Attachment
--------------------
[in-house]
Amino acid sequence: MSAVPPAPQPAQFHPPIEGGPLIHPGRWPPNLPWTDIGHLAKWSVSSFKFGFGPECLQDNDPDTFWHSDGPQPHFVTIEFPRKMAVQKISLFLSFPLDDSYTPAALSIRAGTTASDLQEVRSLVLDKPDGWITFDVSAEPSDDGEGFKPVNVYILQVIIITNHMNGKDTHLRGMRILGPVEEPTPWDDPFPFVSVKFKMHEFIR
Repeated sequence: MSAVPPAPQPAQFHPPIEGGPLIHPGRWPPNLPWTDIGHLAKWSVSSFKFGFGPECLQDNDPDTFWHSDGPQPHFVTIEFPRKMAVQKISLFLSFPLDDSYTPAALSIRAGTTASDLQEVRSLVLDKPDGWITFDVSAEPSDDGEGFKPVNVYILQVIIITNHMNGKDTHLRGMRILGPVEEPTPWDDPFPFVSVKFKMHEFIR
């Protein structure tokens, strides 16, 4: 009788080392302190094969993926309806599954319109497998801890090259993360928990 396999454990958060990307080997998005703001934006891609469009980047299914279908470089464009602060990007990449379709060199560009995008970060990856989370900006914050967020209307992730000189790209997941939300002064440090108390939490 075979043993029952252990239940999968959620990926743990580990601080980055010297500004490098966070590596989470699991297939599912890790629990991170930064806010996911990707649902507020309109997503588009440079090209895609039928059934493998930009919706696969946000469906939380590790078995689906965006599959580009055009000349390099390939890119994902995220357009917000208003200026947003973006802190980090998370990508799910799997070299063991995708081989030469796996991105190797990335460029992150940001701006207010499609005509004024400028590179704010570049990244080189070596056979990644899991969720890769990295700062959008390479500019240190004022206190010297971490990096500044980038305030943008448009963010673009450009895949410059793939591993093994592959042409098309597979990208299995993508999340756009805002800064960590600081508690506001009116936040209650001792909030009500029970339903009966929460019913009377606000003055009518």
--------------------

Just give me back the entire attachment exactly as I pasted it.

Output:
[in-house]
Amino acid sequence: MSAVPPAPQPAQFHPPIEGGPLIHPGRWPPNLPWTDIGHLAKWSVSSFKFGFGPECLQDNDPDTFWHSDGPQPHFVTIEFPRKMAVQKISLFLSFPLDDSYTPAALSIRAGTTASDLQEVRSLVLDKPDGWITFDVSAEPSDDGEGFKPVNVYILQVIIITNHMNGKDTHLRGMRILGPVEEPTPWDDPFPFVSVKFKMHEFIR
Repeated sequence: MSAVPPAPQPAQFHPPIEGGPLIHPGRWPPNLPWTDIGHLAKWSVSSFKFGFGPECLQDNDPDTFWHSDGPQPHFVTIEFPRKMAVQKISLFLSFPLDDSYTPAALSIRAGTTASDLQEVRSLVLDKPDGWITFDVSAEPSDDGEGFKPVNVYILQVIIITNHMNGKDTHLRGMRILGPVEEPTPWDDPFPFVSVKFKMHEFIR
């Protein structure tokens, strides 16, 4: 009788080392302190094969993926309806599954319109497998801890090259993360928990 396999454990958060990307080997998005703001934006891609469009980047299914279908470089464009602060990007990449379709060199560009995008970060990856989370900006914050967020209307992730000189790209997941939300002064440090108390939490 075979043993029952252990239940999968959620990926743990580990601080980055010297500004490098966070590596989470699991297939599912890790629990991170930064806010996911990707649902507020309109997503588009440079090209895609039928059934493998930009919706696969946000469906939380590790078995689906965006599959580009055009000349390099390939890119994902995220357009917000208003200026947003973006802190980090998370990508799910799997070299063991995708081989030469796996991105190797990335460029992150940001701006207010499609005509004024400028590179704010570049990244080189070596056979990644899991969720890769990295700062959008390479500019240190004022206190010297971490990096500044980038305030943008448009963010673009450009895949410059793939591993093994592959042409098309597979990208299995993508999340756009805002800064960590600081508690506001009116936040209650001792909030009500029970339903009966929460019913009377606000003055009518």